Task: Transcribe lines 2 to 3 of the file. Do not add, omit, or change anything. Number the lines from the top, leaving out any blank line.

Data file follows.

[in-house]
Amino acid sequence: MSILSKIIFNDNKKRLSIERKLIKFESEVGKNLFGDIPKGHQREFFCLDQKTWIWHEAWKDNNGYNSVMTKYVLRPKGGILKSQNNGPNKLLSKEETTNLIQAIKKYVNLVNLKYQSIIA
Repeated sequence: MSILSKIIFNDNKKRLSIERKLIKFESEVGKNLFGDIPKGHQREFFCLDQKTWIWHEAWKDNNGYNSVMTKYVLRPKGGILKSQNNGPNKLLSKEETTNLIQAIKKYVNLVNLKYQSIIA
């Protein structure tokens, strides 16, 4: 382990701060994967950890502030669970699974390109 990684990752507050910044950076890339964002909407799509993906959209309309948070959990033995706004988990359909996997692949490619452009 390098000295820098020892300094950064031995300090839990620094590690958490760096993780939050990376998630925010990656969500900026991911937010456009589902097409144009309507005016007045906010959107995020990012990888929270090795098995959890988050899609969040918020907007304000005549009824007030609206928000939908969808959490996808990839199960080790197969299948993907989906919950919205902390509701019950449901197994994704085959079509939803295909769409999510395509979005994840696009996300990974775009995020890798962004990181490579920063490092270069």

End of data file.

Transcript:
Amino acid sequence: MSILSKIIFNDNKKRLSIERKLIKFESEVGKNLFGDIPKGHQREFFCLDQKTWIWHEAWKDNNGYNSVMTKYVLRPKGGILKSQNNGPNKLLSKEETTNLIQAIKKYVNLVNLKYQSIIA
Repeated sequence: MSILSKIIFNDNKKRLSIERKLIKFESEVGKNLFGDIPKGHQREFFCLDQKTWIWHEAWKDNNGYNSVMTKYVLRPKGGILKSQNNGPNKLLSKEETTNLIQAIKKYVNLVNLKYQSIIA